Vocation: Tomorrow, Tomorrow

“To the servant of God, every place is the right place, and every time is the right time.” – St. Catherine of Sienna

St. Augustine: one of the biggest sinners who became one of the greatest Saints.  For years he lived far from God, enslaved by his own passions and influenced by bad friendships.  The more he forgot about God, the more he heard from all over the affirmation: “Good job! Good job!”  And yet, the more he gave into his passions, the unhappier he was. 

He knew that God could cure his soul, but he neither wanted it nor felt capable of changing.  Time passed and bad habits ended up enslaving him.  Then, one day after conversing with a friend, he came face to face with himself and discovered how great his misery was.  He asked for chastity and continence “but not yet.”  How could he leave behind his life of pleasure?  How could he live without pleasure?  Then, looking around him, he saw that many had been able to overcome, and he said to himself, “If they could, then why can’t I?” 

Then, it happened.  As he walked with a friend through the garden he thought, “Until when?  Tomorrow.  Tomorrow.  Why not today?  Why not put an end to all my miseries today?”  At that moment, he heard the voice of a child telling him to “Pick up and read!  Pick up and read!”  He opened the Scriptures and discovered the answer in the Epistle of St. Paul to the Romans where the Apostle exhorts us to abandon the works of the flesh and be clothed with Christ (cf. Rom 13:13-14).  There was the answer.  His heart was inflamed.  He closed the book and had no need to read further. 

Years later, he famously wrote in his Confessions: “Late have I loved you, beauty so ancient and so new, late have I loved you!  Lo, you were within, but I was outside, seeking there for you… You were with me but I was not with you.  They held me back far from you… You called, shouted, broke through my deafness… I tasted you, and I hunger and thirst; you touched me, and I burned for your peace.”

St. Augustine’s journey to conversion reflects all too well the tendency of every person to push back important decisions that we see clear enough with our head, but which our bad habits and passions are opposed to.  He had problems, suffered anguish, sought restlessly and fought until finally, victory ensued.  And thanks to that victory, the Church and so many souls have benefitted and learned from his writings and example. 

Many times, the call of God goes against the same voice of pleasure we also hear inside us.  “Can you really live without us?  Wait until tomorrow… tomorrow.”  That simple word: “tomorrow” can end up as “never.”  We can stifle the voice of God and drown Him out simply because we don’t want to fight.  But it’s necessary to overcome ourselves if we want to fulfill the will of God in our lives.  Simply put, it’s not enough to desire to do God’s will – even if we desire it greatly. Desire must become action.   
It’s true that important decisions need time to mature.  Important matters should be considered in the presence of God and reflected on.  That’s logical.  It’s normal.  But if we take our sweet time to wait and see if eventually that voice of God goes away or at least becomes a background “noise” while we go on living our comfortable lives, then we’re deceiving ourselves.  Instead of “tomorrow, tomorrow,” have you considered that just maybe God is asking for your today?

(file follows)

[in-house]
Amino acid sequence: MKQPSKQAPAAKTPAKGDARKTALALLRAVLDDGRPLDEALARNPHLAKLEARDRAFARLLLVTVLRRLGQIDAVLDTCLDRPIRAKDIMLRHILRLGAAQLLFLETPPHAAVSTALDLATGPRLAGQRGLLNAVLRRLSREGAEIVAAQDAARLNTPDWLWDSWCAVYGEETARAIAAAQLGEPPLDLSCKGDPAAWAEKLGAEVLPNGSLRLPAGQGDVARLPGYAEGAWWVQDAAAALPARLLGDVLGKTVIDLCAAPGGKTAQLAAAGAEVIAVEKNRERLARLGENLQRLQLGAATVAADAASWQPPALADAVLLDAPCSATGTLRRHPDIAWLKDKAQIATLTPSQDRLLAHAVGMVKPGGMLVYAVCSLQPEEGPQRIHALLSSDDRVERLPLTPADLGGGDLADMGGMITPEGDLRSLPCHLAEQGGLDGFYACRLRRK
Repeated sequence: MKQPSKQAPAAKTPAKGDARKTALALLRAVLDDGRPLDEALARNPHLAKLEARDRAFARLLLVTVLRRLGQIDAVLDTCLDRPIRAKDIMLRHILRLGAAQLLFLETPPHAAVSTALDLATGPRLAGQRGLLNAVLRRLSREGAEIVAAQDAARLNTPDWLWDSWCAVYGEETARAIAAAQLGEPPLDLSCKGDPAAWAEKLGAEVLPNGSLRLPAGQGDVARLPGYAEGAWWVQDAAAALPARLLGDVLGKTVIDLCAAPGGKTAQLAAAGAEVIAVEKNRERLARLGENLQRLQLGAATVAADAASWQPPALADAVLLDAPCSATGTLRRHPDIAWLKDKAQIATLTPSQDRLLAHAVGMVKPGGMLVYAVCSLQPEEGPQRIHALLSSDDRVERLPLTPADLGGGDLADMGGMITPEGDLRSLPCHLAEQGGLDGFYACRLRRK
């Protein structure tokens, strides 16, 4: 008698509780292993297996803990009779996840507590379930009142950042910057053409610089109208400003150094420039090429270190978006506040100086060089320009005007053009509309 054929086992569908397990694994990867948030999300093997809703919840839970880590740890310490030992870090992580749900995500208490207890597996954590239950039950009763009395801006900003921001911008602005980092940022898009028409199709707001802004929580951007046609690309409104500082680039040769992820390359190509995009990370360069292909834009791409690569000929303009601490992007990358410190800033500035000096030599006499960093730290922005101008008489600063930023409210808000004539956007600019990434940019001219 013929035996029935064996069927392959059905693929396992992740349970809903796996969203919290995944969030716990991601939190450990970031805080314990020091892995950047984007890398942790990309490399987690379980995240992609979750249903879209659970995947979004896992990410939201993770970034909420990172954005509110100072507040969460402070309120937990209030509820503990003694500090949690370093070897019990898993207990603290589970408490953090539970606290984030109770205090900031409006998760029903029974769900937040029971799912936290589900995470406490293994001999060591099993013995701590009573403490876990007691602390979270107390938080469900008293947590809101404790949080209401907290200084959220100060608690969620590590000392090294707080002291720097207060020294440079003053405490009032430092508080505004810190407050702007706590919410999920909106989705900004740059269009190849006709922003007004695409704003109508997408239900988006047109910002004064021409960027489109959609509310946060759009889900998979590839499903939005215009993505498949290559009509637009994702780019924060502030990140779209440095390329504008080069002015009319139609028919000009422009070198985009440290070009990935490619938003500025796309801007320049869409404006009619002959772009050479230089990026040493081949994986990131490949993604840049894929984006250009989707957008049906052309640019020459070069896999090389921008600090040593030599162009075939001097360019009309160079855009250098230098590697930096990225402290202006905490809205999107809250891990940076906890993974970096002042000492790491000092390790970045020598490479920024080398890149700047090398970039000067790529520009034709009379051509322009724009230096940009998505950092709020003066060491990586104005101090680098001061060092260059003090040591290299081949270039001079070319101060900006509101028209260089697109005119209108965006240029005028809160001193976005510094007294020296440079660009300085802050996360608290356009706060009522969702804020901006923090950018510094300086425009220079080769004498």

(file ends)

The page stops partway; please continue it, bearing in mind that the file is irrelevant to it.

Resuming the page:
Another small detail to consider is that our “tomorrow” can’t be guaranteed.  Who knows when our last breath will be?  How many Saints have died at the young age of twelve, eighteen, or twenty-four?  God can call us at any time, but if He calls us in our youth, we should thank Him because it’s a sign of predilection.  Others might tell you to wait and enjoy your youth and not think about responsibilities or commitments, but ask others who discovered their calling at a young age and responded.  They’ll tell you that they wouldn’t change it for anything in the world. 

To discover your vocation is to know what designs God has for your life.  That should fill us with hope and a desire to respond, not with fear and excuses.  It doesn’t mean rushing into things.  It means making sure that as the days go by, the weeks pass, the months, and even the years, we’re not letting Christ also pass us by.  If you think about how many people still don’t know God, those who have never heard of Him, all those who hate Him, then perhaps you might understand why it is that you may experience a sense of urgency before His call.  When Jesus called his Apostles, the Gospel tells us over and over again how they responded “immediately.”  Wouldn’t it be strange for us to think that St. Peter or St. John responded to the Lord, “Wait, wait.  Let me think about it and I’ll get back to you tomorrow.” And when Jesus extended to them the invitation, “Come and follow me” the next day, they repeated the same way?

Responding to our vocation requires time.  There’s no doubt.  But we should also think about whether or not the time we are spending in deliberating is in reality our waiting for that interior voice to disappear.  The time we spend in thinking about our vocation should be a time of intense prayer, of searching and not forgetting.  Only God can fill the deepest longings of our hearts.  He knows when is best and why. 

Take St. Augustine as your model and let your “comfortable tomorrow” convert into a “joyful today.”